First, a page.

North Way Stages
The North Coast Camino traverses 197 km (122 miles), typically divided into eight stages. The stages range from 18 km (11 miles) to 33 km (20 miles). This route, longer than some options of the Portuguese Way, starts at Irún and takes you along the coast. You may see the blue ocean and green forests at the same time in many places. You will pass through San Sebastian, Bilbao, Santander and Asturias on your way there.
Once pilgrims arrive to Oviedo, they can choose whether to go to Lugo following the Primitive Way (another Camino de Santiago route), or remain on the coast to reach Vegadeo and Ribadeo, from where they can continue to the town of Arzúa, which connects with the French Way.
Terrain and network of albergues
This route has a medium-low difficulty rating. There are mostly easy, flat stages with a few more challenging stages through the hills, but don’t worry, the route’s beautiful landscape will keep you motivated.
Of all the Camino de Santiago routes, this is the quietest one. The route’s pilgrim support infrastructure is still growing but it does not yet have the same amount of albergues as the French Way., but it does offer some pretty good options. Its route marking is good so you will see yellow arrows leading you all the way to Santiago de Compostela.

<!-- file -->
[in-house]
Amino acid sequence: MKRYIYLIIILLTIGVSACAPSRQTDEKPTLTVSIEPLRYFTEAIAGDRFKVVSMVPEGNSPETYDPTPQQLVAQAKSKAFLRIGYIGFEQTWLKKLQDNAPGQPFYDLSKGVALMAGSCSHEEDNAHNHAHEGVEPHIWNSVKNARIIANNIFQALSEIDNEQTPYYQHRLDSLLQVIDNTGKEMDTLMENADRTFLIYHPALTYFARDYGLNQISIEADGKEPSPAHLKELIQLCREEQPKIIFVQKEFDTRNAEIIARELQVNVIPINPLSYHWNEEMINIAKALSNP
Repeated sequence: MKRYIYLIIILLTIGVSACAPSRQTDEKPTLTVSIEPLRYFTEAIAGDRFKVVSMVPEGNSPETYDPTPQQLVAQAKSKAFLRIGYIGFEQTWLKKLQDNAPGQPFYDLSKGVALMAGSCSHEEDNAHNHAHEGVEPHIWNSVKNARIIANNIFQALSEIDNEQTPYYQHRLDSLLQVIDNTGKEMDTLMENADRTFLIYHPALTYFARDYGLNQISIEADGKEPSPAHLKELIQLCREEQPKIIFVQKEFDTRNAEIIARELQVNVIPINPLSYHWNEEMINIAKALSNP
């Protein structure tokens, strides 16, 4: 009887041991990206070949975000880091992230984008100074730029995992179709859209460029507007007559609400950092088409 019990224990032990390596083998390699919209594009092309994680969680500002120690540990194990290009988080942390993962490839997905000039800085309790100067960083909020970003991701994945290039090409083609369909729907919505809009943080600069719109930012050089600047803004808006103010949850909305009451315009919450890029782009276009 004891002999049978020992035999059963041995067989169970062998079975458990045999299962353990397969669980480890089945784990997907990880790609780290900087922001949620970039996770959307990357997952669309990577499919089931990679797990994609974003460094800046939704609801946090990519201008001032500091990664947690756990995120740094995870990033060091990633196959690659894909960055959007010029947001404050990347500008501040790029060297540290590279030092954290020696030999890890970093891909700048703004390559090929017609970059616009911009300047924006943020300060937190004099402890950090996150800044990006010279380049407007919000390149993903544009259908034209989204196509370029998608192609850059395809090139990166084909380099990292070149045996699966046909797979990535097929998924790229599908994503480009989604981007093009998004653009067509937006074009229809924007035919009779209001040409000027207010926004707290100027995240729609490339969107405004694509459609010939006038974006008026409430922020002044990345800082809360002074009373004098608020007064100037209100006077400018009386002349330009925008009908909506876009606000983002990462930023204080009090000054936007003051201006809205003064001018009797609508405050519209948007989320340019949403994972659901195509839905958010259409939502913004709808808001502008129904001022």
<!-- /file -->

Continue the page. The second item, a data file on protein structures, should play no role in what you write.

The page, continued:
The Primitive Way: the first pilgrim´s route
The Primitive Way is the oldest of all the Camino de Santiago routes. This was the route of the first pilgrim, the medieval king Alfonso II. Despite its rich history, this route is not as popular as the French Way. It is a good option for those looking for a physically challenging route, away from big cities and paved roads.
Pilgrims are almost always surrounded by natural beauty and you will see very few paved roads. Oviedo, Lugo and Compostela are the biggest cities on the route. It joins the French Way in Melide.
Rich in history and natural beauty
Its history, landscapes and cultural richness make it the best option for the prepared and adventurous pilgrim. Despite not being one of the most popular routes among pilgrims, it has a very good network of albergues and is as well-marked as any other popular Camino de Santiago route.
Vía de la Plata: 1000 km of Roman history in Spain (Andalusian Camino )